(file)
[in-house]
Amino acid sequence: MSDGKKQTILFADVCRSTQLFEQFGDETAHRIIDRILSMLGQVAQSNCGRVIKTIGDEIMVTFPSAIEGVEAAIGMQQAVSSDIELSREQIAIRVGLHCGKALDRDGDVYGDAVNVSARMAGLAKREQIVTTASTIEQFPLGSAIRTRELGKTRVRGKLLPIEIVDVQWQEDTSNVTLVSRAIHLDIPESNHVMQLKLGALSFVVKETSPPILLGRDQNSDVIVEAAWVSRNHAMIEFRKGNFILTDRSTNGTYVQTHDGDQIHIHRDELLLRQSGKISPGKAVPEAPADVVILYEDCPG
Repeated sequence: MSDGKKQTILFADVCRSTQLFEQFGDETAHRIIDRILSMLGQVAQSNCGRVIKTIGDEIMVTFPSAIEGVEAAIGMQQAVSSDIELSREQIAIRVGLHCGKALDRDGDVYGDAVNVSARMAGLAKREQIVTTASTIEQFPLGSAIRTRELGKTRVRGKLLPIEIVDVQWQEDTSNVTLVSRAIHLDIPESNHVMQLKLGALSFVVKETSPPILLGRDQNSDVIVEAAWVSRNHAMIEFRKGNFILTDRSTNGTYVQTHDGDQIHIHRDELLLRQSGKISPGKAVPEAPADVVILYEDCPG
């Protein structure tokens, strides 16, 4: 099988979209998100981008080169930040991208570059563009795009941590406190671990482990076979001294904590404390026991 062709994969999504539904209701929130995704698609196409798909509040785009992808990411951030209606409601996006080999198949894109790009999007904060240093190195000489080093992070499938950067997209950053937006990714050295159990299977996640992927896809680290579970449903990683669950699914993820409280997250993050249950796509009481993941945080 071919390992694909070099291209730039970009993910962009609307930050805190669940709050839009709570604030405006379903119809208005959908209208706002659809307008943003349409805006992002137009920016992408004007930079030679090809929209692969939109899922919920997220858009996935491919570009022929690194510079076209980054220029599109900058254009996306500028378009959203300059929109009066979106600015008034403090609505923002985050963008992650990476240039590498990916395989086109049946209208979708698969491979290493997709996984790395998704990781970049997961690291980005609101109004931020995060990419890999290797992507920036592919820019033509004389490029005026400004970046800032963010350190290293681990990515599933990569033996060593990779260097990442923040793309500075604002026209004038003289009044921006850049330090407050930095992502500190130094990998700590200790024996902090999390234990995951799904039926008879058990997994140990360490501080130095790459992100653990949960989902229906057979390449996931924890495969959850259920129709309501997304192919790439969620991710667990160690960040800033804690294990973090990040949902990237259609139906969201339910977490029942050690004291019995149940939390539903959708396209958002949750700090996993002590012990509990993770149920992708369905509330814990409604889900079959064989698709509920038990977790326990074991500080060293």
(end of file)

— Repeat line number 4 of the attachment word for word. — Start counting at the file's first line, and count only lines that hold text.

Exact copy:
């Protein structure tokens, strides 16, 4: 099988979209998100981008080169930040991208570059563009795009941590406190671990482990076979001294904590404390026991 062709994969999504539904209701929130995704698609196409798909509040785009992808990411951030209606409601996006080999198949894109790009999007904060240093190195000489080093992070499938950067997209950053937006990714050295159990299977996640992927896809680290579970449903990683669950699914993820409280997250993050249950796509009481993941945080 071919390992694909070099291209730039970009993910962009609307930050805190669940709050839009709570604030405006379903119809208005959908209208706002659809307008943003349409805006992002137009920016992408004007930079030679090809929209692969939109899922919920997220858009996935491919570009022929690194510079076209980054220029599109900058254009996306500028378009959203300059929109009066979106600015008034403090609505923002985050963008992650990476240039590498990916395989086109049946209208979708698969491979290493997709996984790395998704990781970049997961690291980005609101109004931020995060990419890999290797992507920036592919820019033509004389490029005026400004970046800032963010350190290293681990990515599933990569033996060593990779260097990442923040793309500075604002026209004038003289009044921006850049330090407050930095992502500190130094990998700590200790024996902090999390234990995951799904039926008879058990997994140990360490501080130095790459992100653990949960989902229906057979390449996931924890495969959850259920129709309501997304192919790439969620991710667990160690960040800033804690294990973090990040949902990237259609139906969201339910977490029942050690004291019995149940939390539903959708396209958002949750700090996993002590012990509990993770149920992708369905509330814990409604889900079959064989698709509920038990977790326990074991500080060293």